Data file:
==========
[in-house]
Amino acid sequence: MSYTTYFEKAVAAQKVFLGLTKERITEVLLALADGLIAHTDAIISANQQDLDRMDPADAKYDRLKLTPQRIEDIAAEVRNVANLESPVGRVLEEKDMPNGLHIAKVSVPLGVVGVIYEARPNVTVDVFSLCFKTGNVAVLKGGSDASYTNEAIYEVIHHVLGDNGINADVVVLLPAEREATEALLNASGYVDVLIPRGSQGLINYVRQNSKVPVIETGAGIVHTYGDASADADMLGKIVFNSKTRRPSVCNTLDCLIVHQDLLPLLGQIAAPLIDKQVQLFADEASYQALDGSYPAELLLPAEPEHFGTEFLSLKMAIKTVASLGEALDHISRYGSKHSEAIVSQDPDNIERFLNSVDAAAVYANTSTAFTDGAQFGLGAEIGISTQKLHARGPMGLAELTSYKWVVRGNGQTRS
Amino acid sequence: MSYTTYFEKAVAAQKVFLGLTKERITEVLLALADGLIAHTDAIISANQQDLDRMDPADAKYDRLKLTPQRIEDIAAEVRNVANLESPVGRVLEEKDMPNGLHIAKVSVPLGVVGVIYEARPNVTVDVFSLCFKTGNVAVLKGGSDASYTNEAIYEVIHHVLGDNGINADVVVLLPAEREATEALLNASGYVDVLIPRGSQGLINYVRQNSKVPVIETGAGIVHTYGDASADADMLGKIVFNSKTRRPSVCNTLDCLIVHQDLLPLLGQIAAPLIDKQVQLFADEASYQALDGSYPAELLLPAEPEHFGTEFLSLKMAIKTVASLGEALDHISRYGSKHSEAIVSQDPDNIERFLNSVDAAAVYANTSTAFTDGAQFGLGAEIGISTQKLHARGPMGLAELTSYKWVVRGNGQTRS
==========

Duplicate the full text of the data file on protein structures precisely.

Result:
[in-house]
Amino acid sequence: MSYTTYFEKAVAAQKVFLGLTKERITEVLLALADGLIAHTDAIISANQQDLDRMDPADAKYDRLKLTPQRIEDIAAEVRNVANLESPVGRVLEEKDMPNGLHIAKVSVPLGVVGVIYEARPNVTVDVFSLCFKTGNVAVLKGGSDASYTNEAIYEVIHHVLGDNGINADVVVLLPAEREATEALLNASGYVDVLIPRGSQGLINYVRQNSKVPVIETGAGIVHTYGDASADADMLGKIVFNSKTRRPSVCNTLDCLIVHQDLLPLLGQIAAPLIDKQVQLFADEASYQALDGSYPAELLLPAEPEHFGTEFLSLKMAIKTVASLGEALDHISRYGSKHSEAIVSQDPDNIERFLNSVDAAAVYANTSTAFTDGAQFGLGAEIGISTQKLHARGPMGLAELTSYKWVVRGNGQTRS
Amino acid sequence: MSYTTYFEKAVAAQKVFLGLTKERITEVLLALADGLIAHTDAIISANQQDLDRMDPADAKYDRLKLTPQRIEDIAAEVRNVANLESPVGRVLEEKDMPNGLHIAKVSVPLGVVGVIYEARPNVTVDVFSLCFKTGNVAVLKGGSDASYTNEAIYEVIHHVLGDNGINADVVVLLPAEREATEALLNASGYVDVLIPRGSQGLINYVRQNSKVPVIETGAGIVHTYGDASADADMLGKIVFNSKTRRPSVCNTLDCLIVHQDLLPLLGQIAAPLIDKQVQLFADEASYQALDGSYPAELLLPAEPEHFGTEFLSLKMAIKTVASLGEALDHISRYGSKHSEAIVSQDPDNIERFLNSVDAAAVYANTSTAFTDGAQFGLGAEIGISTQKLHARGPMGLAELTSYKWVVRGNGQTRS